The setup of a multi page document will depend on how we are printing and binding it. Please ask your sales rep or pre-press department regarding a specific piece.

It often saves money and time on both ends if you discuss your project layout with a sales rep first. We can show you how to make your project look it’s best and be most cost-effective.

I acquired a set of dies for my project.  Do I own them and are they mine to keep?

Yes you do own any die you create as part of the project you land at Carlisle.  If requested, they can be delivered with your project.  However many dies are small and easily lost or damaged.  Others, like presentation folder die cut panels can be quite large and challenging to manage.  At Carlisle, we archive every die we create in a library system easily recalled for future projects until such time as they are obsolete through use or by design.  We will manage your die storage at no cost protecting your investment and safeguarding the integrity of your original request until such time as you no longer need that service.

I need to repeat a project.  Do you keep my plates and files?

Where appropriate, we do keep print files and useful plates in archive to support future requests for additional print product.  Print files are always archived by job number digitally.  They can be recovered and re used and sometimes updated when requesting additional projects.  Never hurts to ask.  Over the years our archives have helped more than one agency or designer recover files they lost for one reason or another.  If your project was offset on one or more plates and not time sensitive it is very likely they are available for several years following your project and always if you request that option when launching your project.  A set of plates is a large investment particularly if your project is a sizeable book or brochures in four or six color with varnishes.  As long as they are useful, you are able to stretch your original dollars forward.  It costs you nothing to retain plates.  Because eventually we would be a mountain of aluminum sheets, we do retire plates when they are obsolete but they do not go to the landfill.  All retired plates are recycled in keeping with our high standards for environmental conservancy.  Sadly, all print files formerly on film are now retired and as such unavailable for recovery.

Can I change my order?  Why do I need a proof?

Of course you can but the cost associated with the change will become part of the final cost of your order.  Sometimes that cost is an additional day or two simply to acquire more material to increase count for delivery.  But say your project is offset on 64 plates and you find an error after approving the work to advance and call us with a “stop the presses” moment.  It happens.  Removing the error or updating the content of your files may mean new plates, delay, more stock and a restart.  That can be very expensive indeed.  Always request a print file proof and make time to review and approve.  They do have cost but far less than a full stop can drain from your pocket.  A proof is always worth the effort.  Will a PDF do?  Sometimes – it really depends on the project.  A proof is a valuable part of your project showing you exactly what we believe your project to contain and look like coming off the press and out of bindery.  It is your opportunity to check the work one last time.  The print proof is part of the job jacket and remains in your project file for future reference as needed.  Many jobs repeat and we will advance a proof into a new job jacket when appropriate to manage consistency of product.  All proofs belong to the printer as part of the working file.  You can request a full or partial duplicate and we will advise a separate cost for that effort when employed.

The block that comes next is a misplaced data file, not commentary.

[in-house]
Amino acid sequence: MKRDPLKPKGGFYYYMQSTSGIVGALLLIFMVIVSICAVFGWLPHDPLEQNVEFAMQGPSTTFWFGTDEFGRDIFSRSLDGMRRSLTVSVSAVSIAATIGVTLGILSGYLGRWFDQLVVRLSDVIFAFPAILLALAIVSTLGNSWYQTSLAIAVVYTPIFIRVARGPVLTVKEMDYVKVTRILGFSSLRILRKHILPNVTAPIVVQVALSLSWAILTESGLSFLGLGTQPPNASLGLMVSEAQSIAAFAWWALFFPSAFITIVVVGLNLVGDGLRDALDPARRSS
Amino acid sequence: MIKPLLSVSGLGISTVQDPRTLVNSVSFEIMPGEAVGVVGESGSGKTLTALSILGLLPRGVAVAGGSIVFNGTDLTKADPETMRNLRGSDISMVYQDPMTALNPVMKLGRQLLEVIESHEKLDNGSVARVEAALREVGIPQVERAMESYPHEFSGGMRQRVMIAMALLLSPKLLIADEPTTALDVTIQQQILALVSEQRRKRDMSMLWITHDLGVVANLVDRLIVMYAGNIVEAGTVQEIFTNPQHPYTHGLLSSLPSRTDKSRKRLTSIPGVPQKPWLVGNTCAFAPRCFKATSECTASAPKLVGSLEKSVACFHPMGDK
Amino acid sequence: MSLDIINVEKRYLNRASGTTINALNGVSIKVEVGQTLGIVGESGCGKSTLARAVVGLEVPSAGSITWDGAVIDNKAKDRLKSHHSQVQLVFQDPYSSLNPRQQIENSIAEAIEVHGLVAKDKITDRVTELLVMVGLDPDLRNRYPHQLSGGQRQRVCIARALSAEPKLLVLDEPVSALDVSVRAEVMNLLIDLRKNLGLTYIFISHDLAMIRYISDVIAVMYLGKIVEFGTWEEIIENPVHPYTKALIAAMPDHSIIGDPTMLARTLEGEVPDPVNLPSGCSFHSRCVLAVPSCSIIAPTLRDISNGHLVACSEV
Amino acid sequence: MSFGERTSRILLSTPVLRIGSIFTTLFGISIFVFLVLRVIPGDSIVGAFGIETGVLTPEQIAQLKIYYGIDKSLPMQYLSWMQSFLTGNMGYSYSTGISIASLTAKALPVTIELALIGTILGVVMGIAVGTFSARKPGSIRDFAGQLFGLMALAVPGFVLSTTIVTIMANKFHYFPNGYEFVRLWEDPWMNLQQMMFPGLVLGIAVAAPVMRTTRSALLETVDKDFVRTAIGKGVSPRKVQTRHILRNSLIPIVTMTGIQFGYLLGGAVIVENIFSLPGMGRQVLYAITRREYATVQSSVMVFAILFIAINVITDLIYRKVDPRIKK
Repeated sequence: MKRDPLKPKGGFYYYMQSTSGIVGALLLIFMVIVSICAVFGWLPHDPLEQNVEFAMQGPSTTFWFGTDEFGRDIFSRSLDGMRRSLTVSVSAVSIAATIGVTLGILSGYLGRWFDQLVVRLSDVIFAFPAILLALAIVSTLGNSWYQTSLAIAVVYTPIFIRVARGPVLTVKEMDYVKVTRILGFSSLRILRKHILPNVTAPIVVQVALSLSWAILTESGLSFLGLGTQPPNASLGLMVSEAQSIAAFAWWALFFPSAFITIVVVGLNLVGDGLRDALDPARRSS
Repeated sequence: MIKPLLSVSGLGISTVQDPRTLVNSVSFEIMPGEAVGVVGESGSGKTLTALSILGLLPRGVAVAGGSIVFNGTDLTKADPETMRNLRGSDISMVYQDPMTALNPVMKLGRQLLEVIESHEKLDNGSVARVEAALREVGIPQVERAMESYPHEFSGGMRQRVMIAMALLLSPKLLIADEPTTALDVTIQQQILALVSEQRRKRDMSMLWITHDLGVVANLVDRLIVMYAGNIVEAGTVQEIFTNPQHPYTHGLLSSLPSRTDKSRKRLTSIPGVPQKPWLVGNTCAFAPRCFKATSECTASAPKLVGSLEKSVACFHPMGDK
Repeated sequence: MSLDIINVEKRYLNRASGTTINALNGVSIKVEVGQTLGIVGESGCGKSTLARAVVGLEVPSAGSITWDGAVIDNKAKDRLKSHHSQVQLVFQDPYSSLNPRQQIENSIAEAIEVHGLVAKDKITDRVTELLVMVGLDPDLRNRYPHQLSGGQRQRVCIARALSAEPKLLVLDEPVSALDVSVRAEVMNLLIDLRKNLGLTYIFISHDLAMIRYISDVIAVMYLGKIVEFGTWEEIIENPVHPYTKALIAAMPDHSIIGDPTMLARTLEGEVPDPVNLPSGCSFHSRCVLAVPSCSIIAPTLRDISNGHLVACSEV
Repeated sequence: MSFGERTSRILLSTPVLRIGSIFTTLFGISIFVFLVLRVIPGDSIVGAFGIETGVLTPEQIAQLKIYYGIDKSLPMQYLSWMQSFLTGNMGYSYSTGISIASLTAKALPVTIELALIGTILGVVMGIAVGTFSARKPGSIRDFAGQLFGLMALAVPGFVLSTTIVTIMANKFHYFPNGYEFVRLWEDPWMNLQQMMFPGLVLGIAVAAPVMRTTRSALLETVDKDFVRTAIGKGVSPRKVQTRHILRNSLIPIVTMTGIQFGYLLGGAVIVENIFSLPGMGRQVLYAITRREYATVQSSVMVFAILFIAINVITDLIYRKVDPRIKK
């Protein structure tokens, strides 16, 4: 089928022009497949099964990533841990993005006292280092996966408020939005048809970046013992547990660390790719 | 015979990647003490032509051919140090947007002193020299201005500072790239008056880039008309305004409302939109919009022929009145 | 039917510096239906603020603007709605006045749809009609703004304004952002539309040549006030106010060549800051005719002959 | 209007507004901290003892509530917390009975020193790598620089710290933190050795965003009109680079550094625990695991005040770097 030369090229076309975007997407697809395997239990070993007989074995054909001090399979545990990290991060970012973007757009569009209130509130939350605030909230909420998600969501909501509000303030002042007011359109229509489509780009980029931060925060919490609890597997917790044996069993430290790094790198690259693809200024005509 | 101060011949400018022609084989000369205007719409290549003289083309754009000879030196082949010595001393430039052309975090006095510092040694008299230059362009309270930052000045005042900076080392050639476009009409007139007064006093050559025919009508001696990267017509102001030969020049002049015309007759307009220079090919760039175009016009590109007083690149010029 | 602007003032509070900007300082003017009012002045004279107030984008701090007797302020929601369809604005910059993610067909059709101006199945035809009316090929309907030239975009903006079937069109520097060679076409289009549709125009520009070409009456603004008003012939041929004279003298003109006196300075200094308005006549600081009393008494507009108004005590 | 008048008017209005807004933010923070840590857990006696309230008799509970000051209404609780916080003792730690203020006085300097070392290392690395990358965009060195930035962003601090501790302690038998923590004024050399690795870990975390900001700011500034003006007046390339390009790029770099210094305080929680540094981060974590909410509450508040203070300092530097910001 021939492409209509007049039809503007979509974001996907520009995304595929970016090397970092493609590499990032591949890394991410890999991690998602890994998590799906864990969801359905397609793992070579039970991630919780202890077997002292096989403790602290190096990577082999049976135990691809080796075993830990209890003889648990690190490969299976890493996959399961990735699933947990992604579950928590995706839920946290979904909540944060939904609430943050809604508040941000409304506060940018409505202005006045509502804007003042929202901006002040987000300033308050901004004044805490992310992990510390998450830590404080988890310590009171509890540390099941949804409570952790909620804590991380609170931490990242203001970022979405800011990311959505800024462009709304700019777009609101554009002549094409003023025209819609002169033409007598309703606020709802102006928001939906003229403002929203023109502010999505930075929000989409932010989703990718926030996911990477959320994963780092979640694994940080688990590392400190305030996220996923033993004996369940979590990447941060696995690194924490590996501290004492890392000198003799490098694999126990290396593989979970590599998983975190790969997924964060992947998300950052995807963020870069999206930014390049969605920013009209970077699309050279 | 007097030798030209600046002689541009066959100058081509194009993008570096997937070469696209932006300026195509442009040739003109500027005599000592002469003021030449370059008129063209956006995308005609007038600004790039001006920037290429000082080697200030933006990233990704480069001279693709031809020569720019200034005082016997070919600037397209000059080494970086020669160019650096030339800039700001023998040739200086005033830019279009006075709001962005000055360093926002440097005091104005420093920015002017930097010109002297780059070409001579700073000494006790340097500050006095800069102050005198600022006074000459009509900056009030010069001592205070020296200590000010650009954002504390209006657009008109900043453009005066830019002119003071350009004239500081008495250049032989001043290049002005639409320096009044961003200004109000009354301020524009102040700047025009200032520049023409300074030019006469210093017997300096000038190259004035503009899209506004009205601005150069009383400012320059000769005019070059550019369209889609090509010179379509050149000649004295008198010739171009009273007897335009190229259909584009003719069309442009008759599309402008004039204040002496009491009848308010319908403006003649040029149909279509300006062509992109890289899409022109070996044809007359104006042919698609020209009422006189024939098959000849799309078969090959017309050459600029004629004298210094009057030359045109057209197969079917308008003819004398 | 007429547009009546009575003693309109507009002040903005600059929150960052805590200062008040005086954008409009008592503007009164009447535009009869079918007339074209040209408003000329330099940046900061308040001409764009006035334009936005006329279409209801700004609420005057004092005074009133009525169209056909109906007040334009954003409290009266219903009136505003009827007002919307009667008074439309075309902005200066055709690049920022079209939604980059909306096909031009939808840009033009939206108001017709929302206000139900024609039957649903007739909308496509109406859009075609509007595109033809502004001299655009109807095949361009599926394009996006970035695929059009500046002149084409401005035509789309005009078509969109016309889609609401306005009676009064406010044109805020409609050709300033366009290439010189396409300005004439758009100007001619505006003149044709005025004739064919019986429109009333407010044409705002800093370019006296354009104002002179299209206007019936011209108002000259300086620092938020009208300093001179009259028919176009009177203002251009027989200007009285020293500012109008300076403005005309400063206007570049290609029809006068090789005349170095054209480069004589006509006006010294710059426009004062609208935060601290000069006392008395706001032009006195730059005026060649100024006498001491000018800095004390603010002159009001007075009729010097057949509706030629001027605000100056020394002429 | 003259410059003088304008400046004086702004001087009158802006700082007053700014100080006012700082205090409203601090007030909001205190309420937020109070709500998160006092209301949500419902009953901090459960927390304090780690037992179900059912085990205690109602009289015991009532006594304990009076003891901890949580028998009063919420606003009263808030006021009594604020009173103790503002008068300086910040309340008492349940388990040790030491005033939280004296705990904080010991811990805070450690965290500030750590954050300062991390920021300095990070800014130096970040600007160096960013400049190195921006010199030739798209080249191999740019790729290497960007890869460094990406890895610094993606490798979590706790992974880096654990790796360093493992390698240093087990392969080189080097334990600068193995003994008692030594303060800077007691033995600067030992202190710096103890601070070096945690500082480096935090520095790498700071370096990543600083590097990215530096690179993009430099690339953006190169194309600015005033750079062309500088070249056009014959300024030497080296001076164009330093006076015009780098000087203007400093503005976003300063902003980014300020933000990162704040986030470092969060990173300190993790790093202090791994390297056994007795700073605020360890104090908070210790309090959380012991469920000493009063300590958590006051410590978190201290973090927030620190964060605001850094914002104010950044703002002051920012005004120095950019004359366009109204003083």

How long will my order take to deliver?

It depends on how we are printing your project.  Our basic delivery schedule is based on production days required to complete your request.  Generally we allow one production day for every production step needed to manage completion.  Pre press and Proof, Plating, Printing, Trimming, Folding, Letterpress, Stitching and other forms of binding, packaging and finally delivery give you some idea on how we structure the work.  A typical digital project will usually carry a two or three day turn.  A typical offset project will usually carry a five to seven day turn.  A stitched book in several parts with finishing details will usually carry ten to twelve day turn.  Jobs that require outsourcing of special features will usually carry a twelve to fifteen day turn to accommodate transportation needs.  Your job is never the only job in production on any given day.  Some weeks are light and others sheer chaos to manage.  If you need speed, ask.  We will always give you a realistic estimate based on production at the time your job launches.  When we are able to adjust for more speed, we will do our best to make that happen.

There is a problem – what do I do?

All projects at Carlisle are assigned to a sales representative from beginning to end.  Your rep is your first call.  On those rare occasions where something seems amiss, call, let us know.  We want to know because we genuinely want to make every project a success.  In the world of “custom” communication is absolutely everything.  We are responsive.